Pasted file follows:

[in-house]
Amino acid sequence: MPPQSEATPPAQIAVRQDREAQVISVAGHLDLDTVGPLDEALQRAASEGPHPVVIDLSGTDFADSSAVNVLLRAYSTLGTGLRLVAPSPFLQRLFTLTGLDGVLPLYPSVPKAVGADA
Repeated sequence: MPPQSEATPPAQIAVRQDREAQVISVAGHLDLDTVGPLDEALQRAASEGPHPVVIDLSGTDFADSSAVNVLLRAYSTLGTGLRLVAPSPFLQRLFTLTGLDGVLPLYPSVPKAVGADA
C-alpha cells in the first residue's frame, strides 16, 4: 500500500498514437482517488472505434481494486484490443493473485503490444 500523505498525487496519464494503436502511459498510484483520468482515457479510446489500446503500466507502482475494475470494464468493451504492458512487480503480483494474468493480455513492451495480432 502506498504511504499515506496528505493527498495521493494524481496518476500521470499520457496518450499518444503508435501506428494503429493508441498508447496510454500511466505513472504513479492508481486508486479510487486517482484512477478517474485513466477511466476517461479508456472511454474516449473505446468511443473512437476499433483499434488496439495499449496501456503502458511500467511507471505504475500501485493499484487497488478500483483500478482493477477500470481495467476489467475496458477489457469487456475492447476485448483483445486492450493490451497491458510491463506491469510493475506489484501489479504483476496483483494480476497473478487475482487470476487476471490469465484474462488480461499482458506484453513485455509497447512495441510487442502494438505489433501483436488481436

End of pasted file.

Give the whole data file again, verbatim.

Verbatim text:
[in-house]
Amino acid sequence: MPPQSEATPPAQIAVRQDREAQVISVAGHLDLDTVGPLDEALQRAASEGPHPVVIDLSGTDFADSSAVNVLLRAYSTLGTGLRLVAPSPFLQRLFTLTGLDGVLPLYPSVPKAVGADA
Repeated sequence: MPPQSEATPPAQIAVRQDREAQVISVAGHLDLDTVGPLDEALQRAASEGPHPVVIDLSGTDFADSSAVNVLLRAYSTLGTGLRLVAPSPFLQRLFTLTGLDGVLPLYPSVPKAVGADA
C-alpha cells in the first residue's frame, strides 16, 4: 500500500498514437482517488472505434481494486484490443493473485503490444 500523505498525487496519464494503436502511459498510484483520468482515457479510446489500446503500466507502482475494475470494464468493451504492458512487480503480483494474468493480455513492451495480432 502506498504511504499515506496528505493527498495521493494524481496518476500521470499520457496518450499518444503508435501506428494503429493508441498508447496510454500511466505513472504513479492508481486508486479510487486517482484512477478517474485513466477511466476517461479508456472511454474516449473505446468511443473512437476499433483499434488496439495499449496501456503502458511500467511507471505504475500501485493499484487497488478500483483500478482493477477500470481495467476489467475496458477489457469487456475492447476485448483483445486492450493490451497491458510491463506491469510493475506489484501489479504483476496483483494480476497473478487475482487470476487476471490469465484474462488480461499482458506484453513485455509497447512495441510487442502494438505489433501483436488481436